Obama shares sharp insight into media consumption

Former President Barack Obama gave his last interview as president to a new podcast called Pod Save America. A podcast. How awesome is that?

I’ve long been a fan of a few podcasts — mainly FreakonomicsOn the Media, and Welcome to Night Vale, with LifeAfter being a newly found joy — and podcasting has grown in popularity thanks to breakthrough podcasts such as Serial (I’ve been trying to develop a podcasting program for my students, but I’m still working out the details). Now I need to subscribe to Pod Save America, especially since Obama shared some sharp insights into media consumption.

According to a report from Nieman Lab’s Shan Wang, Obama said, “my instinct is everybody hates media right now — everybody knows that the political culture doesn’t work. So that has to be an opportunity.”

As the article pointed out, this isn’t Obama’s first time discussing the media. In his Jan. 10 farewell speech in Chicago, he made a very powerful statement, which echoes what many think and rings so true to me since I live and work in very conservative places:

For too many of us, it’s become safer to retreat into our own bubbles, whether in our neighborhoods or on college campuses, or places of worship, or especially our social media feeds, surrounded by people who look like us and share the same political outlook and never challenge our assumptions.

Those bubbles are real dangers for an informed society. They cause misinformation, further political polarization, make intolerance acceptable and a whole host of other societal ills. These bubbles need to be popped. As Obama said, maybe there is an opportunity in the media hating to help society in the popping of these bubbles. Maybe this is a time for media to take a long look at itself and see how it can better engage and serve the public. Something needs fixed if media’s station in society has dropped so low to be questioned more than gas station sushi.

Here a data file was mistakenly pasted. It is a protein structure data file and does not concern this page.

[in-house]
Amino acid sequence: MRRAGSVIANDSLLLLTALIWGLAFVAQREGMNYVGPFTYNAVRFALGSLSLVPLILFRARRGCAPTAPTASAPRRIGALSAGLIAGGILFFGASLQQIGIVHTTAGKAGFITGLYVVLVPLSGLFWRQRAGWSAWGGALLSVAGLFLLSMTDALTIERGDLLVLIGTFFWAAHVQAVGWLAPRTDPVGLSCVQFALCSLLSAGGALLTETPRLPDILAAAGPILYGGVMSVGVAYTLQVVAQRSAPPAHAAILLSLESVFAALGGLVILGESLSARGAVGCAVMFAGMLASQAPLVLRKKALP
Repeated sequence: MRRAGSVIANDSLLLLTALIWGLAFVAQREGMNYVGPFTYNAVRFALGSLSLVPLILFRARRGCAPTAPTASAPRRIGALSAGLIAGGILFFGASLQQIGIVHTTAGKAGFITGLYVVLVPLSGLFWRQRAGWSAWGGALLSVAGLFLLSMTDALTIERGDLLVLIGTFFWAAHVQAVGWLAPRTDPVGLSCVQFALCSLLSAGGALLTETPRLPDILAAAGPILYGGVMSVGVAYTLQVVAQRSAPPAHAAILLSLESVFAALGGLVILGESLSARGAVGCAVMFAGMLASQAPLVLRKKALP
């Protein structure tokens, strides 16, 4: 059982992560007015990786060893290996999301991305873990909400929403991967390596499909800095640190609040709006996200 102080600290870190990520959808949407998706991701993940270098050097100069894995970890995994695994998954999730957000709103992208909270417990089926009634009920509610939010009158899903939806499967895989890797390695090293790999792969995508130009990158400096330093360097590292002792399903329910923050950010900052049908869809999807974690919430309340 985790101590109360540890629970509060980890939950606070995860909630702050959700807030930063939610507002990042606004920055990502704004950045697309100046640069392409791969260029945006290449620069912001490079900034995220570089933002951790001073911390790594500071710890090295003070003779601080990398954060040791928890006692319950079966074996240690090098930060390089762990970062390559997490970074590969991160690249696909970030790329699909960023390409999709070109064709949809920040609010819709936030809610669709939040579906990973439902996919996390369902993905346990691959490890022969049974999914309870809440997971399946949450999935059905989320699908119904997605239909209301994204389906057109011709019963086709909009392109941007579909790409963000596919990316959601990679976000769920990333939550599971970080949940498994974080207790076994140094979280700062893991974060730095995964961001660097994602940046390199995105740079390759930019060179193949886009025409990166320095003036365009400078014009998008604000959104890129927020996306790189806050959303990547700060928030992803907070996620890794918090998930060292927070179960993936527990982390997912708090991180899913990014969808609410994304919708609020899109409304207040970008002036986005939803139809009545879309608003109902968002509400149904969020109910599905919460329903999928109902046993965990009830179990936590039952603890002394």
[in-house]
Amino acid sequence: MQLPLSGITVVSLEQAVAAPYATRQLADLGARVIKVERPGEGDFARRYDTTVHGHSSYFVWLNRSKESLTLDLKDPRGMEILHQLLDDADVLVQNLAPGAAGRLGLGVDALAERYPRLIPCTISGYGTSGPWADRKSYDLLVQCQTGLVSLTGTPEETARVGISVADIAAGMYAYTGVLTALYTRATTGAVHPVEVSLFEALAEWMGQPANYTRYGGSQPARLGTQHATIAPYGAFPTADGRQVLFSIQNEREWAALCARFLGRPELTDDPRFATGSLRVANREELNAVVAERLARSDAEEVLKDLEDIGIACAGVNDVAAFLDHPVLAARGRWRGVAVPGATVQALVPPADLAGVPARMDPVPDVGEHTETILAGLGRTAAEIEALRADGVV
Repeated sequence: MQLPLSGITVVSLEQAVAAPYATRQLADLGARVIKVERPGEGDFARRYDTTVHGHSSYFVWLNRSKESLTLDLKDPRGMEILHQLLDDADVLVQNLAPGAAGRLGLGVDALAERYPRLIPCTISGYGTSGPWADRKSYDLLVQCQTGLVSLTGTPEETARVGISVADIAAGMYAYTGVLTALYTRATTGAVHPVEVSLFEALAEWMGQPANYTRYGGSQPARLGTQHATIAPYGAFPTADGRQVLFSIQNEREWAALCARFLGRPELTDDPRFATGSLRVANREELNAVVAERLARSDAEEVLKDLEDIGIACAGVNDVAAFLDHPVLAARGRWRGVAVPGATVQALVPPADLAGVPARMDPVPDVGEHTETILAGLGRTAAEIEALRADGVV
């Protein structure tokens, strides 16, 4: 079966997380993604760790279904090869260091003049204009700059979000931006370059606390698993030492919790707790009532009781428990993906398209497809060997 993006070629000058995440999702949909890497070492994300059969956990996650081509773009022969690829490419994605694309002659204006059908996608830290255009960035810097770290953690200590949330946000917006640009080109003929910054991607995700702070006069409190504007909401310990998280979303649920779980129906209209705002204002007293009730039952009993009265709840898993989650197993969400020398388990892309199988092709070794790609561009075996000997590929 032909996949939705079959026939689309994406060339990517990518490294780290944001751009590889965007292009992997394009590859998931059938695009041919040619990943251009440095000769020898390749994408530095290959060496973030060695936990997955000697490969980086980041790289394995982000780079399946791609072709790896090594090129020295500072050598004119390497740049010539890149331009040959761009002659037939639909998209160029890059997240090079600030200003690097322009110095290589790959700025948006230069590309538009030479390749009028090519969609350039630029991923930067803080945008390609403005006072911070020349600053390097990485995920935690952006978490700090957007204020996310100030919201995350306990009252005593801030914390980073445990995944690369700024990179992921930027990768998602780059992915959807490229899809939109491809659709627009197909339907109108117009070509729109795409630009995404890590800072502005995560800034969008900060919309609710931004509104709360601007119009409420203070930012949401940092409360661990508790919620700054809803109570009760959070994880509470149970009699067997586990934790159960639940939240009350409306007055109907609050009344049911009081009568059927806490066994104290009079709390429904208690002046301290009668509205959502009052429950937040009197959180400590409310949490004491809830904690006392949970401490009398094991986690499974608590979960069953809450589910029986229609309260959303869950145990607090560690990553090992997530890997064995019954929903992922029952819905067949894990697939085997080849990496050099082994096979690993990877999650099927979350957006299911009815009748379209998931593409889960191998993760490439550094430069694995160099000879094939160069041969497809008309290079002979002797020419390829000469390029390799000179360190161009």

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About toddvogts 804 Articles
Todd R. Vogts, MJE, is an assistant professor of media at Sterling College in Kansas. Previously, he taught yearbook, newspaper, newsmagazine, and online journalism in various Kansas high schools, and he ran a weekly newspaper in rural Kansas. He continues to freelance as a professional journalist from time to time. Also, Vogts is a member of the Society of Professional Journalists and the Journalism Education Association, among others. When he’s not teaching or writing, he runs his mobile disk jockey service and takes part in other entrepreneurial ventures. He can be reached at twitter.com/toddvogts or via his website at www.toddvogts.com.